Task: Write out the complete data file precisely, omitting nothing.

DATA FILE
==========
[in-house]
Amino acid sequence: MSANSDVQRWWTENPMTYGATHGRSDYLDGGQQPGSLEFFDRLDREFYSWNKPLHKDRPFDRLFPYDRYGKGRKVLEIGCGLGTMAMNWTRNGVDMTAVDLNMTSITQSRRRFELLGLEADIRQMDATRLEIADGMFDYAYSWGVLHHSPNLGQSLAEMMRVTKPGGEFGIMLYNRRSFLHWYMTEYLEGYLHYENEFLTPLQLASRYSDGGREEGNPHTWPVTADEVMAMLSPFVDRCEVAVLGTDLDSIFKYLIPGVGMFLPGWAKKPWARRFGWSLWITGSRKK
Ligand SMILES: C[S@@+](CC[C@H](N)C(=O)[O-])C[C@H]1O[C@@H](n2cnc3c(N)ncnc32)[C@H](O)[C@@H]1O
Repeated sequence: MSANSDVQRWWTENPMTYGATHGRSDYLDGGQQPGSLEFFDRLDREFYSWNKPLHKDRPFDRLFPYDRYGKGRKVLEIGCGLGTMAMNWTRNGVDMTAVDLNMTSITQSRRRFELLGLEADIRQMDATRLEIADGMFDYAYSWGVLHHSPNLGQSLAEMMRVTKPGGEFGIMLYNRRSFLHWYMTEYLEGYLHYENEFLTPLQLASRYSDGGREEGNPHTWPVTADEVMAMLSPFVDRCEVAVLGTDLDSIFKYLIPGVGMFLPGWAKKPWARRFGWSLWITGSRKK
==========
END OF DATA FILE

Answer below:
[in-house]
Amino acid sequence: MSANSDVQRWWTENPMTYGATHGRSDYLDGGQQPGSLEFFDRLDREFYSWNKPLHKDRPFDRLFPYDRYGKGRKVLEIGCGLGTMAMNWTRNGVDMTAVDLNMTSITQSRRRFELLGLEADIRQMDATRLEIADGMFDYAYSWGVLHHSPNLGQSLAEMMRVTKPGGEFGIMLYNRRSFLHWYMTEYLEGYLHYENEFLTPLQLASRYSDGGREEGNPHTWPVTADEVMAMLSPFVDRCEVAVLGTDLDSIFKYLIPGVGMFLPGWAKKPWARRFGWSLWITGSRKK
Ligand SMILES: C[S@@+](CC[C@H](N)C(=O)[O-])C[C@H]1O[C@@H](n2cnc3c(N)ncnc32)[C@H](O)[C@@H]1O
Repeated sequence: MSANSDVQRWWTENPMTYGATHGRSDYLDGGQQPGSLEFFDRLDREFYSWNKPLHKDRPFDRLFPYDRYGKGRKVLEIGCGLGTMAMNWTRNGVDMTAVDLNMTSITQSRRRFELLGLEADIRQMDATRLEIADGMFDYAYSWGVLHHSPNLGQSLAEMMRVTKPGGEFGIMLYNRRSFLHWYMTEYLEGYLHYENEFLTPLQLASRYSDGGREEGNPHTWPVTADEVMAMLSPFVDRCEVAVLGTDLDSIFKYLIPGVGMFLPGWAKKPWARRFGWSLWITGSRKK